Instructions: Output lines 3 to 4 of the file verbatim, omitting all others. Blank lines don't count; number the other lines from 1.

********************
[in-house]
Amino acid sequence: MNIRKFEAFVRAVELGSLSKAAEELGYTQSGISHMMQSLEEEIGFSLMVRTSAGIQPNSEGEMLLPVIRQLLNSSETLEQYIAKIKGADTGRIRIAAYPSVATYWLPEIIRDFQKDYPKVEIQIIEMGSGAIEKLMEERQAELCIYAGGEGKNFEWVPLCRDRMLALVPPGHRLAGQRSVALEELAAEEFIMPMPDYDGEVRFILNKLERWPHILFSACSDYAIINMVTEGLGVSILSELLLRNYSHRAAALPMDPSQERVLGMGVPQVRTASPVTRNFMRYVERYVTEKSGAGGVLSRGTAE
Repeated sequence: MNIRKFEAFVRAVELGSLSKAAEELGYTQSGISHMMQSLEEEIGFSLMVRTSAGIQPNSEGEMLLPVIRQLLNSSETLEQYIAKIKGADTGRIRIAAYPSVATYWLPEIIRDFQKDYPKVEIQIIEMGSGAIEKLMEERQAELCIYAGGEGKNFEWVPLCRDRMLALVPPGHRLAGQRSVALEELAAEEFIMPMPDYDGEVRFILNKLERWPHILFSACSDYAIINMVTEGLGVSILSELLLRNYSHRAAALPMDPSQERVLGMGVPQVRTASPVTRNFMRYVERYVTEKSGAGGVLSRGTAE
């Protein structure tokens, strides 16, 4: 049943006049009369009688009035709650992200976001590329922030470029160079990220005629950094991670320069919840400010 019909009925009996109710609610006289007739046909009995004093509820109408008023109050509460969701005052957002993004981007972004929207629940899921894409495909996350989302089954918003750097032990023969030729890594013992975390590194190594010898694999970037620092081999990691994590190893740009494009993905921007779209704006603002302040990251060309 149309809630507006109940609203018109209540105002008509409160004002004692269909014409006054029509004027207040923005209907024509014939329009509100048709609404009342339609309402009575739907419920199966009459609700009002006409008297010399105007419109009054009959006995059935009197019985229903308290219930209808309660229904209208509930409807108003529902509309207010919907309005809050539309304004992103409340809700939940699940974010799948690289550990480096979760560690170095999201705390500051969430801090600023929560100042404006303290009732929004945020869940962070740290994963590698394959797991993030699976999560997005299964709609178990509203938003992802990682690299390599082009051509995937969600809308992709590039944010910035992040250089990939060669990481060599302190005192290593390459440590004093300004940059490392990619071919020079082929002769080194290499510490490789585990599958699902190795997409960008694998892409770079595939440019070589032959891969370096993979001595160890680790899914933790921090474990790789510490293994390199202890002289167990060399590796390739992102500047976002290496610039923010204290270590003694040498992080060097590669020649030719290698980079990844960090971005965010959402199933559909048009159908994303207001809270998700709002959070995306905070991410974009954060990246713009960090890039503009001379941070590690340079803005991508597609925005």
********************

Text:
Repeated sequence: MNIRKFEAFVRAVELGSLSKAAEELGYTQSGISHMMQSLEEEIGFSLMVRTSAGIQPNSEGEMLLPVIRQLLNSSETLEQYIAKIKGADTGRIRIAAYPSVATYWLPEIIRDFQKDYPKVEIQIIEMGSGAIEKLMEERQAELCIYAGGEGKNFEWVPLCRDRMLALVPPGHRLAGQRSVALEELAAEEFIMPMPDYDGEVRFILNKLERWPHILFSACSDYAIINMVTEGLGVSILSELLLRNYSHRAAALPMDPSQERVLGMGVPQVRTASPVTRNFMRYVERYVTEKSGAGGVLSRGTAE
């Protein structure tokens, strides 16, 4: 049943006049009369009688009035709650992200976001590329922030470029160079990220005629950094991670320069919840400010 019909009925009996109710609610006289007739046909009995004093509820109408008023109050509460969701005052957002993004981007972004929207629940899921894409495909996350989302089954918003750097032990023969030729890594013992975390590194190594010898694999970037620092081999990691994590190893740009494009993905921007779209704006603002302040990251060309 149309809630507006109940609203018109209540105002008509409160004002004692269909014409006054029509004027207040923005209907024509014939329009509100048709609404009342339609309402009575739907419920199966009459609700009002006409008297010399105007419109009054009959006995059935009197019985229903308290219930209808309660229904209208509930409807108003529902509309207010919907309005809050539309304004992103409340809700939940699940974010799948690289550990480096979760560690170095999201705390500051969430801090600023929560100042404006303290009732929004945020869940962070740290994963590698394959797991993030699976999560997005299964709609178990509203938003992802990682690299390599082009051509995937969600809308992709590039944010910035992040250089990939060669990481060599302190005192290593390459440590004093300004940059490392990619071919020079082929002769080194290499510490490789585990599958699902190795997409960008694998892409770079595939440019070589032959891969370096993979001595160890680790899914933790921090474990790789510490293994390199202890002289167990060399590796390739992102500047976002290496610039923010204290270590003694040498992080060097590669020649030719290698980079990844960090971005965010959402199933559909048009159908994303207001809270998700709002959070995306905070991410974009954060990246713009960090890039503009001379941070590690340079803005991508597609925005």